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Brute Force (1947)

Not Rated | | Crime, Drama, Film-Noir | 30 June 1947 (USA)
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At a tough penitentiary, prisoner Joe Collins plans to rebel against Captain Munsey, the power-mad chief guard.

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Cast

Cast overview, first billed only:
...
...
...
Gallagher
...
Gina Ferrara
...
Ruth
...
Cora Lister
Anita Colby ...
Flossie
Sam Levene ...
Louie Miller #7033
...
'Freshman' Stack
...
Spencer
Jack Overman ...
Kid Coy
Roman Bohnen ...
Warden A.J. Barnes
Sir Lancelot ...
Calypso
Vince Barnett ...
Muggsy
...
Hodges
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Storyline

At overcrowded Westgate Penitentiary, where violence and fear are the norm and the warden has less power than guards and leading prisoners, the least contented prisoner is tough, single-minded Joe Collins. Most of all, Joe hates chief guard Captain Munsey, a petty dictator who glories in absolute power. After one infraction too many, Joe and his cell-mates are put on the dreaded drain pipe detail; prompting an escape scheme that has every chance of turning into a bloodbath. Written by Rod Crawford <puffinus@u.washington.edu>

Plot Summary | Add Synopsis

Taglines:

HUMAN DYNAMITE! Told the Raw, Ruthless "KILLERS" Way! See more »


Certificate:

Not Rated | See all certifications »
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Details

Country:

Language:

Release Date:

30 June 1947 (USA)  »

Also Known As:

Brutalidade  »

Company Credits

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Technical Specs

Runtime:

Sound Mix:

(Western Electric Recording)

Aspect Ratio:

1.37 : 1
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Did You Know?

Trivia

When the Group Theater (1931-40)--the first American acting company to attempt to put the Russian Konstantin Stanislavski's principles into action--disbanded, many of the actors who had participated in its revolutionary realistic productions on Broadway ("Awake and Sing" "Waiting for Lefty") made their way to Hollywood in search of work. Two of them--Roman Bohnen ("Warden") and Art Smith ("Dr. Walters")--can be seen in this film. As several of the actors in The Group had been members of the Communist Party or "leftist" organizations, they would soon be blacklisted during the "Red Scare" era of Sen. Joseph McCarthy's search for "subversives" in the entertainment industry, one of whom was the director of this film, Jules Dassin. A year before this film was released, Kazan--who had appeared before the McCarthyite House UnAmerican Activities Committee and "named names"--happened to be in Hollywood and saw a production of one of Tennessee Williams' early plays, "Portrait of a Madonna", directed by Hume Cronyn, who plays the sadistic Capt. Munsey in this film. Kazan was so impressed by the work of Cronyn's wife, Jessica Tandy, that he offered her the role of Blanche Dubois in his Broadway production of "A Streetcar Named Desire." See more »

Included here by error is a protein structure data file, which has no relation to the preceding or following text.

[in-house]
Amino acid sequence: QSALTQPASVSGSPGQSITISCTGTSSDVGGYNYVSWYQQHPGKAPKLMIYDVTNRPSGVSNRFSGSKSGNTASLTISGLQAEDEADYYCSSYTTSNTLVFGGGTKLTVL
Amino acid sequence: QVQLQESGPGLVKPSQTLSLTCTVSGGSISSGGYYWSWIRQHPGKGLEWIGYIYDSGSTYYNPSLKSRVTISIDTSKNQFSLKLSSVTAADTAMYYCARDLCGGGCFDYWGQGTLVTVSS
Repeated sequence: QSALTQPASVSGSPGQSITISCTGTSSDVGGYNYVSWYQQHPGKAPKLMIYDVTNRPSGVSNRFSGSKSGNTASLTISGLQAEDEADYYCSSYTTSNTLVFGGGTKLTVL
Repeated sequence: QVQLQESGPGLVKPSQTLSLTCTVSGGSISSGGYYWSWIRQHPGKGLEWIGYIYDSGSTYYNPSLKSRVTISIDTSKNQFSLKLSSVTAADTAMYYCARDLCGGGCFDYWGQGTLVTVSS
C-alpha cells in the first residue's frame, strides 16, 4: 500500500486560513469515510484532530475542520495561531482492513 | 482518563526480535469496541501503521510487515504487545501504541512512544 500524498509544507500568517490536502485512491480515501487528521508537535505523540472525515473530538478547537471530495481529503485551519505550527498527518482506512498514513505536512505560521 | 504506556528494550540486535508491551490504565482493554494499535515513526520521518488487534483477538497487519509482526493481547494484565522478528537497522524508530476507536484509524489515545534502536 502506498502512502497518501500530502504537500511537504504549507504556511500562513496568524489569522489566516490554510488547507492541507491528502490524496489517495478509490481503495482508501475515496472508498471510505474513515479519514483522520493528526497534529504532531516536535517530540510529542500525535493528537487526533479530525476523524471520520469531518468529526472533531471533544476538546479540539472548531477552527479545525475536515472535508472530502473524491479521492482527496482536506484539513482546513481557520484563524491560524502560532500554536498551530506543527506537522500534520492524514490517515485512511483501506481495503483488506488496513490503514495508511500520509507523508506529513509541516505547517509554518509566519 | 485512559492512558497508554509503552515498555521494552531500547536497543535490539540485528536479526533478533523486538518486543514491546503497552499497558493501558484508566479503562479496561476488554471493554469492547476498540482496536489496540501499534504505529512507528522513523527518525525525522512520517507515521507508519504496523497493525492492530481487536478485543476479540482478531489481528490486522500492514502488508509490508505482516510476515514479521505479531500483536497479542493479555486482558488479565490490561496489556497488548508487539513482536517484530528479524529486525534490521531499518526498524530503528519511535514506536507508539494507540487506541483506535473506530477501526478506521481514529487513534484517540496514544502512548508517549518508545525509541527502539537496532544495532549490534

Goofs

During a scene in the cell, Jeff Corey's character is washing his hair. His hair alternates between lathered and not lathered. See more »

Quotes

Dr. Walters: [to Captain Munsey] That's why you'd never resign from this prison. Where else whould you find so many helpless flies to stick pins into?
See more »

Connections

Edited into Histoire(s) du cinéma: Seul le cinéma (1997) See more »

Soundtracks

Tannhäuser Overture
(uncredited)
Written by Richard Wagner
Heard when Munsey is interrogating the convict
See more »

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User Reviews

 
Nothing's OK! Never was ,never will!
26 February 2006 | by See all my reviews

One of the best prison movies ever made.Jules Dassin's direction is so strong ,so precise,so mind-boggling it packs a real wallop.Hume Cronyn gives a subdued but extremely scary portrayal of a sadistic brute.Always in a suave voice,always saying "I want to help you",there's only one way for him:the hard one.Burt Lancaster is equally efficient as a tough inmate .But the whole cast cannot be too highly praised.

The cast and credits read :"the women from outside" .There are four flashbacks which really fit into the movie.All of them last barely two or three minutes but they could provide material for four other movies. The first one (Flossie's ) verges on farce ,it is the comic relief of a desperate movie and we need it!Then the "fur coat" segment which is some kind of Cinderella turned film noir.The third one,perhaps the less interesting (everything is relative!), features Yvonne De Carlo as an Italian girl during the war the former soldier was in love with .And finally Burt Lancaster's story, he tries to find money to pay his girlfriend's operation.

These flashbacks are not gratuitous:all that is left to those men is memories .Besides,the last line tells us something like that:"nobody will escape!nobody!" More than ten years before ,Dassin had shown what French director Jacques Becker would do in his famous prison movie "le trou" (1960) : the prison as a metaphor of the human condition.

There are lots of scenes which will leave you on the edge of your seat.My favorite scene: the informer's death while Lancaster is securing his alibi with the doc.But the final is awesome too,something apocalyptic.


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